Tuesday, October 17, 2023

Save Our HandyDART Coalition Presents to Langley City Council

Last night, the Save Our HandyDART Coalition (which includes the Langley Human Dignity Coalition) presented to Langley City Council at our public meeting. The Coalition has been raising the visibility about some of the challenges with HandyDART service in our region.

The Coalition released the report "Access for Everyone? Publicly Operated HandyDART In Metro Vancouver" earlier this year. You can read a summary of this report in a previous post.

As I mentioned yesterday, HandyDART service has specially trained drivers and purpose-built vehicles to provide transit service for people with a physical, sensory, or cognitive disability who cannot use conventional public transit without assistance.

Because there is a lack of HandyDART drivers, sometimes trips are replaced with taxi services. In 2022, 17% of trips were via taxi. Taxi drivers do not have the same special training or vehicles as HandyDART drivers.

Last night, the Coalition told a few stories about folks in Langley who use HandyDART but no longer trust the system.

One story was about someone who used HandyDART between home and work in Gloucester Industrial Estates, but their service was replaced with a taxi. The taxi arrived 90 minutes before that person's shift ended and left as the person was still on shift. This person had to find another way home.

They also told the story of a Special Olympian in our community who was asked to go for a coffee by a taxi driver, which isn't professional. They told another story of a Special Olympian who doesn't use HandyDART anymore because of the lack of predictability of the system; they have to rely on others to get around, which limits independence and dignity.

The Coalition noted that they believe there is enough money already to fund HandyDART service. They asked Langley City Council to support an open letter to TransLink asking to:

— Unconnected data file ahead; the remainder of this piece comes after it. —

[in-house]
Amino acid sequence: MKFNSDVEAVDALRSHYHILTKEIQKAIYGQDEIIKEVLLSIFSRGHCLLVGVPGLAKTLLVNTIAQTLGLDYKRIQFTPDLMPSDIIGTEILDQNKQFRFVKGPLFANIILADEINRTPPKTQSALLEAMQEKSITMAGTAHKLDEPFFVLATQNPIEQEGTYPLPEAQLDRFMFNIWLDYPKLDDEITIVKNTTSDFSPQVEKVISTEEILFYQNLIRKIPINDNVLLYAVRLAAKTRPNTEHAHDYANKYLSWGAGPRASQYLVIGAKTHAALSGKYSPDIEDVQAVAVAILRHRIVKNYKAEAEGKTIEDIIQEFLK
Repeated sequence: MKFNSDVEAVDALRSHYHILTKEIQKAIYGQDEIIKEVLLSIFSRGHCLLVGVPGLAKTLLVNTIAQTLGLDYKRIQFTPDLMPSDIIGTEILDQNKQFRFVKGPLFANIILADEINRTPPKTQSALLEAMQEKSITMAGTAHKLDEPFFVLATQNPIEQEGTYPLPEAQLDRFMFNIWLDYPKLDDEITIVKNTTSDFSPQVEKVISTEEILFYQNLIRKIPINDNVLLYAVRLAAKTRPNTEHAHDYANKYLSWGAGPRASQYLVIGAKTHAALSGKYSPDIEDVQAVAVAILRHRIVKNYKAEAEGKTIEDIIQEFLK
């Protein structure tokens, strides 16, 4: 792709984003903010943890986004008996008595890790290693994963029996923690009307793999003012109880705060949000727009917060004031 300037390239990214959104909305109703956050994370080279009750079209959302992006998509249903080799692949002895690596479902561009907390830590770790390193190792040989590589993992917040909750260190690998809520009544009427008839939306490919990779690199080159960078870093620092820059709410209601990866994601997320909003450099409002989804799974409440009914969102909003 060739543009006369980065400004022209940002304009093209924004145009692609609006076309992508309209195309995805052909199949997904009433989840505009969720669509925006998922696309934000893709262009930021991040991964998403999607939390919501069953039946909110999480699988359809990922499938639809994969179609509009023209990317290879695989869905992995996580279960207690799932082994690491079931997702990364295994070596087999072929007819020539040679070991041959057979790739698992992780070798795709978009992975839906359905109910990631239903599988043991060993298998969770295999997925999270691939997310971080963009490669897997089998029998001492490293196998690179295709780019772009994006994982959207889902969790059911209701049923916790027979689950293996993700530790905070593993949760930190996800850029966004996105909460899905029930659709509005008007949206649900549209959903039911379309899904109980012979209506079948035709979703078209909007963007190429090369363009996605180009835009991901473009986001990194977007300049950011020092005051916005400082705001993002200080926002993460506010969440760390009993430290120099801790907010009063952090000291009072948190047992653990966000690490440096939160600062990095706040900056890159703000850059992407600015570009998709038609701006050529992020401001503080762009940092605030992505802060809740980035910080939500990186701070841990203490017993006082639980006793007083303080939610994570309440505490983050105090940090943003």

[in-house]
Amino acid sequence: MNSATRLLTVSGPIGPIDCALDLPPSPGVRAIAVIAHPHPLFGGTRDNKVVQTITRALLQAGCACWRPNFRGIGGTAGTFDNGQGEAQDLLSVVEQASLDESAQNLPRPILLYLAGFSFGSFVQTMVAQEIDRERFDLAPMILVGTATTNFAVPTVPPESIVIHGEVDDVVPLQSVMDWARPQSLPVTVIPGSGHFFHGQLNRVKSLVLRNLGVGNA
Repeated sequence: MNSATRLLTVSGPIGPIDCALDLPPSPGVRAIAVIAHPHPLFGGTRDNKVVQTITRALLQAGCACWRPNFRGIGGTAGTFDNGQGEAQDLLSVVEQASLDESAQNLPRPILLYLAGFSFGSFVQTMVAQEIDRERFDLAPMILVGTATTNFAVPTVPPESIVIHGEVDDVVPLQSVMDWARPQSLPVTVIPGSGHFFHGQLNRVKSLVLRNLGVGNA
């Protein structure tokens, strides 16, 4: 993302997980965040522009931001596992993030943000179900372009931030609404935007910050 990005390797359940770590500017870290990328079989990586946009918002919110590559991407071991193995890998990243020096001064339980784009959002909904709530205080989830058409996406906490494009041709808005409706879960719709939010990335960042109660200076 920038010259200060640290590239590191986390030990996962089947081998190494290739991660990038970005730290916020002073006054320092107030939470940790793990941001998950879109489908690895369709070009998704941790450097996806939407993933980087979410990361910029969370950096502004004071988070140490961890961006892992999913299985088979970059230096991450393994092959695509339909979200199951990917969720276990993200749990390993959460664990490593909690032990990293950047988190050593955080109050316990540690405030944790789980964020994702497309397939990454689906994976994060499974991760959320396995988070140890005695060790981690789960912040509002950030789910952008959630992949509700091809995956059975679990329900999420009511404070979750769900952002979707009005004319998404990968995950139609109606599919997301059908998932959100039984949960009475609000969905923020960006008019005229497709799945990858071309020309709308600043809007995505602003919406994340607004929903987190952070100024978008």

• Fulfills TransLink's original pledge to limit the percentage of taxi trips to 7% or lower of total trips
  • Conduct an unbiased Public Sector Comparator to compare costs and benefits of insourcing vs continued outsourcing
  • Develop/implement plan to bring HandyDART in-house as a subsidiary of TransLink

Council Alberect put forward a notice of motion recommending to support the Save Our HandyDART Coalition's requested actions. At the meeting, all members of Council expressed their support, and Council will vote on the motion at our next meeting.

1 comment:

Diane Young said...

The taxi’s are fine and WAY more comfortable - better shocks and suspension
The Handidart buses belong in the early 60’s - no shocks, no suspension
The Handidart drivers are working with a (ten or more year old, GPS system ) Drive left, drive left, recalibrate.
It is a absolute wonder to me as a rider how come there hasn’t been a horrendous accident resulting in a huge legal case because the GPS are So OUTDATED!
Whoever spent our Government money to purchase these rattly, banging, hard on the back, vehicles needs to be replaced by someone who knows about rideability on vans or buses. They get me there but sometimes they have driven right past where they should have let me out because the call centre has forced the drivers to do what they say. The drivers cannot vary from the ‘rules’or their job is on the line. This has resulted in riding an extra half hour picking up someone in the other end of WR only to come back to the address I was supposed to get out. Infuriating!
I feel that the’ new’ buses need to be sent back to the factory and equipped with proper suspension.
I challenge anyone in your department to take a ride from Langley to White Rock and they will see what I am talking about.
In other words probably a bit more money needs to be invested! And increase the fare to minimum $3.00 per fare to cover cost of upgrading.